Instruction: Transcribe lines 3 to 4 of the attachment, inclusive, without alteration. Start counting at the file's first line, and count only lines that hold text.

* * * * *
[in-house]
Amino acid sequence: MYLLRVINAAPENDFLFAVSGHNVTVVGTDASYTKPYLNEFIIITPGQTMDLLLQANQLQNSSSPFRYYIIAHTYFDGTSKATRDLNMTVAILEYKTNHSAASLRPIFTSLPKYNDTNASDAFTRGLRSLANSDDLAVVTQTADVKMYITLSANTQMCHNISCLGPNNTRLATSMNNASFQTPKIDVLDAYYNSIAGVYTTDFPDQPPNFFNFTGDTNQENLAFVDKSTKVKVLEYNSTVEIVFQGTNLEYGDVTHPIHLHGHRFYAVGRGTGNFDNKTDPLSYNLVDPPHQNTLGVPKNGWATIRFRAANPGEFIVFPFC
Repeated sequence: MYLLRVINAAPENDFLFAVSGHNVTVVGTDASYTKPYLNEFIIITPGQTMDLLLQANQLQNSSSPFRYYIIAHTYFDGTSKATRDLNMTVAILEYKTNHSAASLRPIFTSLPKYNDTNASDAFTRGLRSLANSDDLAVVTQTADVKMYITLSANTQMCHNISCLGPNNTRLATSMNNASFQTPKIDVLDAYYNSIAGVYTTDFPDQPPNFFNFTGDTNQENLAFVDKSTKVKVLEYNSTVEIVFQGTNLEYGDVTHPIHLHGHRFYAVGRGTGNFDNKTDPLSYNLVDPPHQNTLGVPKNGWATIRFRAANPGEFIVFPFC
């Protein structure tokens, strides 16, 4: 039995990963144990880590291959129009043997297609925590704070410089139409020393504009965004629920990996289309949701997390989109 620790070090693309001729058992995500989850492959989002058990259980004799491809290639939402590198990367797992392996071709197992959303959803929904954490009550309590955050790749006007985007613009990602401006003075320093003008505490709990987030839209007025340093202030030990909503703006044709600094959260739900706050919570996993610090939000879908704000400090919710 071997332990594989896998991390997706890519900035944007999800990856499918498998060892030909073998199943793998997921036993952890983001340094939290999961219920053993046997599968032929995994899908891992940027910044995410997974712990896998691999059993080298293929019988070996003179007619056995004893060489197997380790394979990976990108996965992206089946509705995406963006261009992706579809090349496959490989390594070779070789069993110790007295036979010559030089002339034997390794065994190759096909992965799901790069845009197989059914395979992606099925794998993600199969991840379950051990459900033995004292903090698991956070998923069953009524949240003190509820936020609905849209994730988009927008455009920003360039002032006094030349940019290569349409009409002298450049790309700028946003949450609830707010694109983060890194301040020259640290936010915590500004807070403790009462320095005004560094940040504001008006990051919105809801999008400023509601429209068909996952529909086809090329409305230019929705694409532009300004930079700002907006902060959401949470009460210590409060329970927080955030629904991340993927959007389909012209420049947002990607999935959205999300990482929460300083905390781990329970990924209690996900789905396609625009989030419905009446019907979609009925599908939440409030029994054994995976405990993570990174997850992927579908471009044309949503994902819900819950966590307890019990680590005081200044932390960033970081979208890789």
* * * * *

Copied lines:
Repeated sequence: MYLLRVINAAPENDFLFAVSGHNVTVVGTDASYTKPYLNEFIIITPGQTMDLLLQANQLQNSSSPFRYYIIAHTYFDGTSKATRDLNMTVAILEYKTNHSAASLRPIFTSLPKYNDTNASDAFTRGLRSLANSDDLAVVTQTADVKMYITLSANTQMCHNISCLGPNNTRLATSMNNASFQTPKIDVLDAYYNSIAGVYTTDFPDQPPNFFNFTGDTNQENLAFVDKSTKVKVLEYNSTVEIVFQGTNLEYGDVTHPIHLHGHRFYAVGRGTGNFDNKTDPLSYNLVDPPHQNTLGVPKNGWATIRFRAANPGEFIVFPFC
């Protein structure tokens, strides 16, 4: 039995990963144990880590291959129009043997297609925590704070410089139409020393504009965004629920990996289309949701997390989109 620790070090693309001729058992995500989850492959989002058990259980004799491809290639939402590198990367797992392996071709197992959303959803929904954490009550309590955050790749006007985007613009990602401006003075320093003008505490709990987030839209007025340093202030030990909503703006044709600094959260739900706050919570996993610090939000879908704000400090919710 071997332990594989896998991390997706890519900035944007999800990856499918498998060892030909073998199943793998997921036993952890983001340094939290999961219920053993046997599968032929995994899908891992940027910044995410997974712990896998691999059993080298293929019988070996003179007619056995004893060489197997380790394979990976990108996965992206089946509705995406963006261009992706579809090349496959490989390594070779070789069993110790007295036979010559030089002339034997390794065994190759096909992965799901790069845009197989059914395979992606099925794998993600199969991840379950051990459900033995004292903090698991956070998923069953009524949240003190509820936020609905849209994730988009927008455009920003360039002032006094030349940019290569349409009409002298450049790309700028946003949450609830707010694109983060890194301040020259640290936010915590500004807070403790009462320095005004560094940040504001008006990051919105809801999008400023509601429209068909996952529909086809090329409305230019929705694409532009300004930079700002907006902060959401949470009460210590409060329970927080955030629904991340993927959007389909012209420049947002990607999935959205999300990482929460300083905390781990329970990924209690996900789905396609625009989030419905009446019907979609009925599908939440409030029994054994995976405990993570990174997850992927579908471009044309949503994902819900819950966590307890019990680590005081200044932390960033970081979208890789």